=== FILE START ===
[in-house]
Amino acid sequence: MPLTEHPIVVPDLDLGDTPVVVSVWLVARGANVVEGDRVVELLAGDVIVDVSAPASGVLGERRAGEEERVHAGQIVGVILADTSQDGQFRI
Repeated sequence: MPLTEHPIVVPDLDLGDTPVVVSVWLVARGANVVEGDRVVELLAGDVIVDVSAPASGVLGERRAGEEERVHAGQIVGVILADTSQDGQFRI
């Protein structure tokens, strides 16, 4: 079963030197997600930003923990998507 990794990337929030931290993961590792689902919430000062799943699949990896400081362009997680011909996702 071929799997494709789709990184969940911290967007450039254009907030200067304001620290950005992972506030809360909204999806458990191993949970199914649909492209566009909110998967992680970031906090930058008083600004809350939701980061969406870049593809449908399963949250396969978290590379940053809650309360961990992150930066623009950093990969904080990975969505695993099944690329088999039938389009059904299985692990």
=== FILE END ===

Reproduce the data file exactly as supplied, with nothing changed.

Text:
[in-house]
Amino acid sequence: MPLTEHPIVVPDLDLGDTPVVVSVWLVARGANVVEGDRVVELLAGDVIVDVSAPASGVLGERRAGEEERVHAGQIVGVILADTSQDGQFRI
Repeated sequence: MPLTEHPIVVPDLDLGDTPVVVSVWLVARGANVVEGDRVVELLAGDVIVDVSAPASGVLGERRAGEEERVHAGQIVGVILADTSQDGQFRI
């Protein structure tokens, strides 16, 4: 079963030197997600930003923990998507 990794990337929030931290993961590792689902919430000062799943699949990896400081362009997680011909996702 071929799997494709789709990184969940911290967007450039254009907030200067304001620290950005992972506030809360909204999806458990191993949970199914649909492209566009909110998967992680970031906090930058008083600004809350939701980061969406870049593809449908399963949250396969978290590379940053809650309360961990992150930066623009950093990969904080990975969505695993099944690329088999039938389009059904299985692990």